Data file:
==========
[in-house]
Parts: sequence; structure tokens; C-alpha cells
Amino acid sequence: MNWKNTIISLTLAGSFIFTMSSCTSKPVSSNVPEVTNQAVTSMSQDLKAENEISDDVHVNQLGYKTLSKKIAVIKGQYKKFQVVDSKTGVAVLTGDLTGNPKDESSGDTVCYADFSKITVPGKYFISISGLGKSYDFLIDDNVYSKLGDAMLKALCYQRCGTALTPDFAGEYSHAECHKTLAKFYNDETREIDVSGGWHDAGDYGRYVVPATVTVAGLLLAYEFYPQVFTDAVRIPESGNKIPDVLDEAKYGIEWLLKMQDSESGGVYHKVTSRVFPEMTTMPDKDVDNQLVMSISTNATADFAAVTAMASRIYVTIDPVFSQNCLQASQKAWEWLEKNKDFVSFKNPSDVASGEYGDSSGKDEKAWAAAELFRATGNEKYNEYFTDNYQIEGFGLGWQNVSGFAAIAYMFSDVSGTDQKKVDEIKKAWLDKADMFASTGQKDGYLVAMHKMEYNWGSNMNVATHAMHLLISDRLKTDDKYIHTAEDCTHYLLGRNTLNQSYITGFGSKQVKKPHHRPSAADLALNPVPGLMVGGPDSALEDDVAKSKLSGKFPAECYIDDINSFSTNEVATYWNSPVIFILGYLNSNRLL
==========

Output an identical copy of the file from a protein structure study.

[in-house]
Parts: sequence; structure tokens; C-alpha cells
Amino acid sequence: MNWKNTIISLTLAGSFIFTMSSCTSKPVSSNVPEVTNQAVTSMSQDLKAENEISDDVHVNQLGYKTLSKKIAVIKGQYKKFQVVDSKTGVAVLTGDLTGNPKDESSGDTVCYADFSKITVPGKYFISISGLGKSYDFLIDDNVYSKLGDAMLKALCYQRCGTALTPDFAGEYSHAECHKTLAKFYNDETREIDVSGGWHDAGDYGRYVVPATVTVAGLLLAYEFYPQVFTDAVRIPESGNKIPDVLDEAKYGIEWLLKMQDSESGGVYHKVTSRVFPEMTTMPDKDVDNQLVMSISTNATADFAAVTAMASRIYVTIDPVFSQNCLQASQKAWEWLEKNKDFVSFKNPSDVASGEYGDSSGKDEKAWAAAELFRATGNEKYNEYFTDNYQIEGFGLGWQNVSGFAAIAYMFSDVSGTDQKKVDEIKKAWLDKADMFASTGQKDGYLVAMHKMEYNWGSNMNVATHAMHLLISDRLKTDDKYIHTAEDCTHYLLGRNTLNQSYITGFGSKQVKKPHHRPSAADLALNPVPGLMVGGPDSALEDDVAKSKLSGKFPAECYIDDINSFSTNEVATYWNSPVIFILGYLNSNRLL